Considering how far back Vermont goes as one of the United States – it gained statehood in 1791 – it’s not surprising that this area has a long and storied history. Veteran Vermont journalist and historian Mark Bushnell authors a column in VTDigger called “Then Again,” which covers obscure pieces of Vermont history. One of his articles came to my attention because it was about Bud Fowler, a famous 19th-century African-American baseball player, who in 2022 was elected (posthumously, obviously) to the Baseball Hall of Fame. Apparently, Fowler played for an independent league team in Montpelier, Vermont!
Widely regarded as the first black pro baseball player, John “Bud” Fowler was the son of a former slave who grew up in Cooperstown, New York. Yes, that Cooperstown where the Hall of Fame stands. His early career was spent playing for a team in Lynn, Massachusetts. While racism was rampant back then, especially in the wake of the Civil War, there was no rule banning players of color from baseball until the Major Leagues did in 1887. This ban would end 60 years later with the debut of Jackie Robinson in 1947.
So, how did Fowler end up in Montpelier, Vermont? He was playing for a team in the state next door in Binghamton, New York, a city that still has a Major League affiliated minor league team today. The team had nine white players who threatened to go on strike if Fowler and fellow African-American William Renfro were not immediately released. The team gave in to the threat and Fowler and Renfro were out of a job.
Fortunately, the pitcher and second baseman Fowler found work by early August in the independent baseball league informally known as the Vermont State League. The league included teams from Burlington, Rutland, and St. Albans, as well as Malone, New York. Fortunately for Fowler, he was warmly received, “colored” or not. It was also noted in newspapers that Fowler was named Captain of the Montpelier team, making him the first captain of any integrated baseball team. Whether this was an official title or not doesn’t so much matter; he was far and away the best player in the entire league. Also, it’s well known that Fowler had genuine leadership skills and was reported as having such qualities.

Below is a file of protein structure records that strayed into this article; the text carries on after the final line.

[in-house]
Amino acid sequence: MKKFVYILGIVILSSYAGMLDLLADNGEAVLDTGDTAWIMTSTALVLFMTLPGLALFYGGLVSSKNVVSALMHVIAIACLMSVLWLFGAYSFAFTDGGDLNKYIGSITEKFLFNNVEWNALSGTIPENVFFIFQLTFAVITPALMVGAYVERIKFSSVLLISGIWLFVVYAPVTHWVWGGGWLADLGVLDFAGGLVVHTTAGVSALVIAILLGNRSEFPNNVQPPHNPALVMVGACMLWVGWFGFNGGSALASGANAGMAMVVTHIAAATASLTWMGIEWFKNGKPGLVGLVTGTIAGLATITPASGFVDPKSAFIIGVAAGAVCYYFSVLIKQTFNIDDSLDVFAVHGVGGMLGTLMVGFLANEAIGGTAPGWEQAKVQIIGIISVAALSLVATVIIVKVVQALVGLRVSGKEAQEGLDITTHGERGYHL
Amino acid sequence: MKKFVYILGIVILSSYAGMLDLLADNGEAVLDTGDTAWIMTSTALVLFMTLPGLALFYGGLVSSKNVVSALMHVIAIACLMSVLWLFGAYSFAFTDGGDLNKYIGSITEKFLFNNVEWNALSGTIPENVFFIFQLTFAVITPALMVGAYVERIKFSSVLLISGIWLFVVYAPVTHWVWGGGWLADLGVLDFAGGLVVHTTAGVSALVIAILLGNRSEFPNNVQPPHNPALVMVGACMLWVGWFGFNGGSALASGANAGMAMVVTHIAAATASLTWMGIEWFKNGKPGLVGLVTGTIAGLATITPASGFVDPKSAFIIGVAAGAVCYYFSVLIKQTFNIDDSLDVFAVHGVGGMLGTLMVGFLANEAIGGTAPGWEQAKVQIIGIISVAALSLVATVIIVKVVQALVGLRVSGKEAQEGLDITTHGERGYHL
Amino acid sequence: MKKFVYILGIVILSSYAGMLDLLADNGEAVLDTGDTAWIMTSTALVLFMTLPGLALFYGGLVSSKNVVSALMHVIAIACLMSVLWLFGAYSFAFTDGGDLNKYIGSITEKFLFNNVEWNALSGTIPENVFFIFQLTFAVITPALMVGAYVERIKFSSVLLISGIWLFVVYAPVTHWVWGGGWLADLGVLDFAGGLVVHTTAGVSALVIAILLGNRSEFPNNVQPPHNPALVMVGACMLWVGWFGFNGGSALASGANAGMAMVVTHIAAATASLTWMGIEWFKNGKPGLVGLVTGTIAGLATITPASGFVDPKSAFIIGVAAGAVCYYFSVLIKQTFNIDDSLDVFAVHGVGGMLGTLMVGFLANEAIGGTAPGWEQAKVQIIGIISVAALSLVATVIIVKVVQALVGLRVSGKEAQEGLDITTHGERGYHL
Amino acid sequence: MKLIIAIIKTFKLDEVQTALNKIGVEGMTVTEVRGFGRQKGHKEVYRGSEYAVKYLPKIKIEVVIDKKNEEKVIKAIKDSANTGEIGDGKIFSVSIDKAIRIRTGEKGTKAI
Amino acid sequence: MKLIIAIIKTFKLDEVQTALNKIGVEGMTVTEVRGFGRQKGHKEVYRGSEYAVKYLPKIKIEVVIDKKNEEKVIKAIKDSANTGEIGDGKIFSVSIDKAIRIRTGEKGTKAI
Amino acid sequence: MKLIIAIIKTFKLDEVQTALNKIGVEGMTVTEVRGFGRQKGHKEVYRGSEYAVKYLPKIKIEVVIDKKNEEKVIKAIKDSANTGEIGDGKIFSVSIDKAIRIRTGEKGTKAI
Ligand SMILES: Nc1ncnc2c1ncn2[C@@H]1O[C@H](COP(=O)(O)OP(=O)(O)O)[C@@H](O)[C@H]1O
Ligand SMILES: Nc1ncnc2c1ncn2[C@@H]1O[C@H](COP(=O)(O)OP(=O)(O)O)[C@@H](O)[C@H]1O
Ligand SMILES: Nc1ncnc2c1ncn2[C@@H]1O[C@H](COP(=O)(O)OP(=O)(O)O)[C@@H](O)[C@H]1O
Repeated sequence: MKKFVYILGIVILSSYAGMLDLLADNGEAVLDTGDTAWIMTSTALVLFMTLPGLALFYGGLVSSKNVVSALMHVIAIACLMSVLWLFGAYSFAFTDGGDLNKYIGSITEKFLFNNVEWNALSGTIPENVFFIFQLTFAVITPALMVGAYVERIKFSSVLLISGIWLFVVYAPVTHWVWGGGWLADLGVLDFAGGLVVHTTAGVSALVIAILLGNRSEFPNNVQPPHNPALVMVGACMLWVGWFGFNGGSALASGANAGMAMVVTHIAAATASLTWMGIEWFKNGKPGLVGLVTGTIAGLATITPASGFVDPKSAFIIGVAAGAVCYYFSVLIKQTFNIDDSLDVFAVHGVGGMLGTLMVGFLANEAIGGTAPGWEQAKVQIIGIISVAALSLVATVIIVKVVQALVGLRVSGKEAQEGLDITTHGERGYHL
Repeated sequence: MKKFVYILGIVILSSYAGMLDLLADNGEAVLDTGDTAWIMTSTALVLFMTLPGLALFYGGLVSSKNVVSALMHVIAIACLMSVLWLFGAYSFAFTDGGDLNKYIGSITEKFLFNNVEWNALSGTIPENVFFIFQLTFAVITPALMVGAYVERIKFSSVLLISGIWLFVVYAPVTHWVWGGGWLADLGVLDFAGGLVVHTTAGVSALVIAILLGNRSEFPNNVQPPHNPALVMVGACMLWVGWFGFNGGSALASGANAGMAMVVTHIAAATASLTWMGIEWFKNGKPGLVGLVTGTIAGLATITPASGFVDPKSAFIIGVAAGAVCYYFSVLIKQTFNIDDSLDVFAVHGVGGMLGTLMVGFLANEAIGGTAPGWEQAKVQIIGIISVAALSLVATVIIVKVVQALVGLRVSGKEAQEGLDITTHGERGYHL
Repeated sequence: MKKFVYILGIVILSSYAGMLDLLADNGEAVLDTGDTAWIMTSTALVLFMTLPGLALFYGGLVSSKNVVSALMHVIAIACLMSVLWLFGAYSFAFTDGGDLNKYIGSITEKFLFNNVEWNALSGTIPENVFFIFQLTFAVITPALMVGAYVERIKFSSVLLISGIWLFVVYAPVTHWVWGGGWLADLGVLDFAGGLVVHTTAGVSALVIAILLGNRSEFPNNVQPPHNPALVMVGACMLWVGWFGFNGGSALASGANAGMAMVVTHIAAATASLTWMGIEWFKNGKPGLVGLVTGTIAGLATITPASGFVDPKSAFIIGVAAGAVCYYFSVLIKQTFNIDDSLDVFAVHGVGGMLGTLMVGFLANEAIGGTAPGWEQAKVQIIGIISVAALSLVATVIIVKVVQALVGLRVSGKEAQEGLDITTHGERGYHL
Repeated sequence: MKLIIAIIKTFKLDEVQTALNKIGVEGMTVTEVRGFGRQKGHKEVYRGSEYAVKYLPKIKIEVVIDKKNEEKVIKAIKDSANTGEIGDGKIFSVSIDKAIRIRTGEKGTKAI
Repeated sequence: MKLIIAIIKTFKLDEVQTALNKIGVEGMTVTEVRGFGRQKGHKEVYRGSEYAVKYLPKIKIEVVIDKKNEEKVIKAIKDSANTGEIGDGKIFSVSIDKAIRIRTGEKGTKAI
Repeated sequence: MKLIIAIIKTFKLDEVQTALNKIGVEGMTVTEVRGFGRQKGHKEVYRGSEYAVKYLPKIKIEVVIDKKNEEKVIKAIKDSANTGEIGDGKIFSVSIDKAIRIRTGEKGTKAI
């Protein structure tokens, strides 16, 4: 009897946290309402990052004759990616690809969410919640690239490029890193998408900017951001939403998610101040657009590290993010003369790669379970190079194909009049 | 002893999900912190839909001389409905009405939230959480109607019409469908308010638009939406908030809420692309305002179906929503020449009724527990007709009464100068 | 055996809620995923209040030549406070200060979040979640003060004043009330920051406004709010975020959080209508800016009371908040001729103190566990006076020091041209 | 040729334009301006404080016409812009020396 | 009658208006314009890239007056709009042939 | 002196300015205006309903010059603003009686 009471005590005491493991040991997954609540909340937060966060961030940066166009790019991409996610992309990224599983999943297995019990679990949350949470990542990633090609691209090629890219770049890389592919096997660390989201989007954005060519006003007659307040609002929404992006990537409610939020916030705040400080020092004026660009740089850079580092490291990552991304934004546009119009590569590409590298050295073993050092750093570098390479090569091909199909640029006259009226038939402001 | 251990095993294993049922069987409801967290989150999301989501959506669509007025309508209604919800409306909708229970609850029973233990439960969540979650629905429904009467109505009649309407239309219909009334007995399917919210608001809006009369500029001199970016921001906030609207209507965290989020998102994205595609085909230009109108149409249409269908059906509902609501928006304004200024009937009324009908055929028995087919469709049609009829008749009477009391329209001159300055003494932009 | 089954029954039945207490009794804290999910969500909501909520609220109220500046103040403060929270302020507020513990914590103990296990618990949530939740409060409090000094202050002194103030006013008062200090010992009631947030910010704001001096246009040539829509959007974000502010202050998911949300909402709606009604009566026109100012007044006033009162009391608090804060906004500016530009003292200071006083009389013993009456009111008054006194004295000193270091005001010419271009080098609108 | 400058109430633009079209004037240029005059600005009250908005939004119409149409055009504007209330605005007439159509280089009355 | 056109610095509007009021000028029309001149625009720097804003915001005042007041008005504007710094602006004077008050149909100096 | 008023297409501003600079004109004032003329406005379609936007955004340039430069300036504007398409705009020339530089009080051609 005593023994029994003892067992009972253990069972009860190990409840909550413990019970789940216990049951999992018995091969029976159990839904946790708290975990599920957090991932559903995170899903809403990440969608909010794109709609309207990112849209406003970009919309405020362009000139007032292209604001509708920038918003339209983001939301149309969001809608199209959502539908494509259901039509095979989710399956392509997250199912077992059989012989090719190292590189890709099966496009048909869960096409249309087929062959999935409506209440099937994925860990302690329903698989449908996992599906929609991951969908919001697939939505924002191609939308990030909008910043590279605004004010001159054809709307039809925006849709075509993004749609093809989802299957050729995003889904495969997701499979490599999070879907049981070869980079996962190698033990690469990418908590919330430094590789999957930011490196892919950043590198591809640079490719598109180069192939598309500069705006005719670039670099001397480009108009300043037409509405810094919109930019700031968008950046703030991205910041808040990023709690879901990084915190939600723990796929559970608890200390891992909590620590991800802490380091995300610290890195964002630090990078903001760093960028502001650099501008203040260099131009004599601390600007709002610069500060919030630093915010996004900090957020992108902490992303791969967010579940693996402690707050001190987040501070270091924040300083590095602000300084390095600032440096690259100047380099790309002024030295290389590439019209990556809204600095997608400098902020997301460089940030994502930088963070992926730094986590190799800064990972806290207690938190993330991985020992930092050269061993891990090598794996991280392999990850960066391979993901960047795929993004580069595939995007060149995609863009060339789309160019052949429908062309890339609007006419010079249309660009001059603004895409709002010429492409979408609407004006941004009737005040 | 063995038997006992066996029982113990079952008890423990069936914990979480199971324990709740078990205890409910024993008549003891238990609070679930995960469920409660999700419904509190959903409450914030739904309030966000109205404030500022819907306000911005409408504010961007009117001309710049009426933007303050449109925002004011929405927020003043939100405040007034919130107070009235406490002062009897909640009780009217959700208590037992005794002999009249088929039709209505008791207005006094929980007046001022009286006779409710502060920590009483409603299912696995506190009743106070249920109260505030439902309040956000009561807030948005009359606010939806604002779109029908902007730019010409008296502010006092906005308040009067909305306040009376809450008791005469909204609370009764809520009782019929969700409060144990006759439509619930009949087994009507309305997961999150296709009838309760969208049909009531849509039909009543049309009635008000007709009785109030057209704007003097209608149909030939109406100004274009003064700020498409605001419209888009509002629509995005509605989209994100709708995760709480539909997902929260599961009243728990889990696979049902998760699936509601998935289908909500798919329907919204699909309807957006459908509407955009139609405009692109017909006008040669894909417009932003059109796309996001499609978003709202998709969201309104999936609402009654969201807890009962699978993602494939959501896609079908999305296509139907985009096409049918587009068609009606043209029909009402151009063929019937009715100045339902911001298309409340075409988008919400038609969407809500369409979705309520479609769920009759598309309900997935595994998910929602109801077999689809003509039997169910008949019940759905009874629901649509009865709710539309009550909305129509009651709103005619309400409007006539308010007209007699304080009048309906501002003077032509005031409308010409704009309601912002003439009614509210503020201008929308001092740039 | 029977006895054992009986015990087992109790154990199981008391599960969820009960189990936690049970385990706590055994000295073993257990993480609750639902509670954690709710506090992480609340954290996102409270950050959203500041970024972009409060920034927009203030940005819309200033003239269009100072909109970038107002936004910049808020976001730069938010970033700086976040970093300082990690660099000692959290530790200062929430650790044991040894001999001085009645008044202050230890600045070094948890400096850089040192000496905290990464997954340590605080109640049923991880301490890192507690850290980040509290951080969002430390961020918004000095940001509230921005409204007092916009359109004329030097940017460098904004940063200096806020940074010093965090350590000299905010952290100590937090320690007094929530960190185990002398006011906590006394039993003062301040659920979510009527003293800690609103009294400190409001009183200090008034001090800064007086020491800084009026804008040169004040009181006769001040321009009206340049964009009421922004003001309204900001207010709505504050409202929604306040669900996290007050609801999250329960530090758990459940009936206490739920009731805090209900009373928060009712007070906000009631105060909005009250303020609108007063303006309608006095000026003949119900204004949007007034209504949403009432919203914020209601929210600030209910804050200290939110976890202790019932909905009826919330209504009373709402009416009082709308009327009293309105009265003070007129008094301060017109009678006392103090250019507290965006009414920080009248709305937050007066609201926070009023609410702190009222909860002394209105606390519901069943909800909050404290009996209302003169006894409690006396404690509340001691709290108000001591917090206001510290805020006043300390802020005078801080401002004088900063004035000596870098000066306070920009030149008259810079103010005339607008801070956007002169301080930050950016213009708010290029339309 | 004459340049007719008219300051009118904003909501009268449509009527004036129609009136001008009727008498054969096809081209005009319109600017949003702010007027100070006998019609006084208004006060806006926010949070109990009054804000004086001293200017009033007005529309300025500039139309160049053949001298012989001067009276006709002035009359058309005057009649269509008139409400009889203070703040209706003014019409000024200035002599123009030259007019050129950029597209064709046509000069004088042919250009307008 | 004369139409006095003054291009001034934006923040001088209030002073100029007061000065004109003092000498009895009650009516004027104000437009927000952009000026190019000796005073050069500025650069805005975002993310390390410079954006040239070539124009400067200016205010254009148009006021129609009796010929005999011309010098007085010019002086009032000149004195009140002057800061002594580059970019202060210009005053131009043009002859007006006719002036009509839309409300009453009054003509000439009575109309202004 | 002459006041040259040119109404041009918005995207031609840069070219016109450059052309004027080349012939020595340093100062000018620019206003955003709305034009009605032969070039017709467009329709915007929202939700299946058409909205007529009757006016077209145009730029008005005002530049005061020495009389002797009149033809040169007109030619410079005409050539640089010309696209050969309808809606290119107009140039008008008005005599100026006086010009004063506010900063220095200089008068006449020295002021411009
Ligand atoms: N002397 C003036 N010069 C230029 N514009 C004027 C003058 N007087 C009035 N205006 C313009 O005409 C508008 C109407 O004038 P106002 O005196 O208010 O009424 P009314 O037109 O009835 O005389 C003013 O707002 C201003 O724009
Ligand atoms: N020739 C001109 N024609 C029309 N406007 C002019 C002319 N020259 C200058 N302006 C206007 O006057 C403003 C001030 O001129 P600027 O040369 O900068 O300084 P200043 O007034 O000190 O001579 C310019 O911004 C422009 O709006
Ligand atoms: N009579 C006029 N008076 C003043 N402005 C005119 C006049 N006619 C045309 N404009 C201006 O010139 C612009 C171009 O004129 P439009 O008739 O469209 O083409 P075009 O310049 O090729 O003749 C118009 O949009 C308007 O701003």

While statistics weren’t as readily available back in 1887, it’s believed by baseball historian Tim Hagerty that Fowler hit for a .429 batting average and stolen seven bases in eight games for the Montpelier Capital Cities. He didn’t play longer for the team, because it folded before the season ended, a commonplace occurrence in pro baseball back then. Fowler finished the year with a team in Laconia, New Hampshire. He played eight more pro seasons before transitioning into management roles for Black baseball teams and leagues. Sadly, Fowler passed away at the age of 54.
The Montpelier team has a spiritual successor today in the Vermont Mountaineers, a collegiate summer league. Fowler sadly never made the Major Leagues thanks to jerks like Cap Anson helping draw the color line in Major League Baseball that would remain for over a half century. However, that 1887 Montpelier team did have some Major League alumni. Those 1887 players who played alongside Fowler were Bill Jones, John Mansell, and George Walker; none of them were particularly good, but they were still MLB players! The next team to play in Montpelier, which was actually mostly Ivy League college players playing under assumed names, existed for several years between 1901 and 1907, sending twenty players to Major League ball.
It’s really neat to know that Vermont has such a great place in baseball history. Thanks to Bud Fowler now being a member of the Baseball Hall of Fame for eternity, this history will be forever remembered.
Photo credit: Wikimedia Commons